A report by health officials for the Occupational Safety and Health Administration (OSHA) and the National Institute for Occupational Safety and Health at the Center for Disease Control (CDC) highlights the ongoing risk of heat-related deaths among workers. Roofers are among the construction workers most at risk because of their unshaded exposure on roofs.
As explained in the report, heat-related deaths occur when activity in hot environments cause workers to build metabolic heat faster than their bodies can release heat and cool down. Of the heat-related deaths reported from 2012 to 2013, the failure to "support acclimatization" appears to be the most common deficiency and the factor most clearly associated with death. Employers need to provide workers who are working outdoors during an extreme heat event or heat wave, especially workers who are absent from the job for more than a few days and new employees, time to acclimatize, This means limiting exposure to direct sun at first, and gradually increasing the duration of work in a hot environment, until the workers' bodies get used to the extreme heat conditions.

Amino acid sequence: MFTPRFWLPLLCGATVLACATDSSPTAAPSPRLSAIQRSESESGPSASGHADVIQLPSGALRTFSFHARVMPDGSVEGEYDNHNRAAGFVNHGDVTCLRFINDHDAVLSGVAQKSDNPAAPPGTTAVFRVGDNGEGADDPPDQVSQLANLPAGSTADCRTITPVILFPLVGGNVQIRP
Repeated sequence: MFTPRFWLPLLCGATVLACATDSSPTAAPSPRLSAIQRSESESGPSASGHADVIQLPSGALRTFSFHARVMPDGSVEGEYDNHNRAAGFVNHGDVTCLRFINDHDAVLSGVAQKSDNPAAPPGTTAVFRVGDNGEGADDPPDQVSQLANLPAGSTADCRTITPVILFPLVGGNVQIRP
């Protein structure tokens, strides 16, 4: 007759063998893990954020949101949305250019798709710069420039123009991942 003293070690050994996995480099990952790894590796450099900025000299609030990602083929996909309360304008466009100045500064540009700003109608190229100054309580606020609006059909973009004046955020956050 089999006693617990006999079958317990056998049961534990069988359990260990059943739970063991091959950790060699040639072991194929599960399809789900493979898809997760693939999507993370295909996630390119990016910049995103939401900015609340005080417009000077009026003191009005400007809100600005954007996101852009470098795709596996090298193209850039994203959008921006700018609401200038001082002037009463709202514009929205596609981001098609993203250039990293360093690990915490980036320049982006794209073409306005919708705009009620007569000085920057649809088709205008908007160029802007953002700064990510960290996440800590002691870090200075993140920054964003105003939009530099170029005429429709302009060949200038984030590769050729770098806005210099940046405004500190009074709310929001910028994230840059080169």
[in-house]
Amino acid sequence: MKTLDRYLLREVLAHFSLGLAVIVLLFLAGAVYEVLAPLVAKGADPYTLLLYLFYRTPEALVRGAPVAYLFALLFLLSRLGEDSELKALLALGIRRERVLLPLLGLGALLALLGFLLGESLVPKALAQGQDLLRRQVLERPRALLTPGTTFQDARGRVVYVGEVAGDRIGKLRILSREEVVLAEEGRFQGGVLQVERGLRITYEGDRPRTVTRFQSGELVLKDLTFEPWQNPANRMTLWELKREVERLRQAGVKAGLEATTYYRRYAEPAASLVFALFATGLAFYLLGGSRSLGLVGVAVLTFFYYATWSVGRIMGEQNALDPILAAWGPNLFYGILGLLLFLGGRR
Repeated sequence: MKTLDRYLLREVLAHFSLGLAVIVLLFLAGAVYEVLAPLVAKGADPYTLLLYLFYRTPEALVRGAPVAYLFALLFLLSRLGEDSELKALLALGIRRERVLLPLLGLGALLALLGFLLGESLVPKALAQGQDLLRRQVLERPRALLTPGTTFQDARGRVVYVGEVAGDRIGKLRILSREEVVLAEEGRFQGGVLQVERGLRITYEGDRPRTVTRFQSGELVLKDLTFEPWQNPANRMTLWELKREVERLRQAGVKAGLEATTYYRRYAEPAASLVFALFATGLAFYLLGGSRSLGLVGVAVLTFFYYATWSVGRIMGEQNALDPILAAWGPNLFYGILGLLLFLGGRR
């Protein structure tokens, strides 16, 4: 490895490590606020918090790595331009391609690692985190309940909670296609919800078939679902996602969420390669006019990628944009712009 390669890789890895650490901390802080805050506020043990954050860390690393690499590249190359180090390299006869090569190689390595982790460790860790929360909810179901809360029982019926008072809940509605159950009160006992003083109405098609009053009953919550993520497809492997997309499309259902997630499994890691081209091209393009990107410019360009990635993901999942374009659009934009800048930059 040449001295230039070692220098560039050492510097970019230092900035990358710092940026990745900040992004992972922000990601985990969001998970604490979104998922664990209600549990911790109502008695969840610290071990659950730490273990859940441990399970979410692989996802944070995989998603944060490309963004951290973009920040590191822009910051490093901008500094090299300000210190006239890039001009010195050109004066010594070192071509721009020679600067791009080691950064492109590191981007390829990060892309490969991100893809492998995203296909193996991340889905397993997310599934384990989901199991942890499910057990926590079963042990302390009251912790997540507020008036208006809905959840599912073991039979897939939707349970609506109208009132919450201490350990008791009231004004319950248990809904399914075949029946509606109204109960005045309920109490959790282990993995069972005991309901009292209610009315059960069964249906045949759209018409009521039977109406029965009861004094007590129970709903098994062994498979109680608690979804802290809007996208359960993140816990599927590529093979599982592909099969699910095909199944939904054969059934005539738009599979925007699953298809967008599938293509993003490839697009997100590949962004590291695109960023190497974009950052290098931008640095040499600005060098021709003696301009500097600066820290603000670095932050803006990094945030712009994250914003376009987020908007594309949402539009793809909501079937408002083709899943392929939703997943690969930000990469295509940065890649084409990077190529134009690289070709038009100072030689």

The report notes that OSHA has yet to issue a heat standard. In reported cases of heat illness or death, OSHA officials can only cite paragraph 5(a)(1), a "general duty clause," which requires each employer to "furnish to each of his employees employment and a place of employment which are free from recognized hazards that are causing or are likely to cause death or serious physical harm to his employees." OSHA has recently promoted a strong Heat Illness Prevention Campaign limiting exposure to direct sun at first, and gradually increasing the duration of work in a hot environment, until the workers' bodies get used to, or "become " to the extreme heat conditions.
The report notes that OSHA has yet to issue a heat standard—with the core message: "Water. Rest.
Shade" (see "Heat Kills," JLC, 5/29/14). However well this message has been disseminated, the report argues that employers haven't adequately developed complete heat-illness prevention programs. For more information, read the report.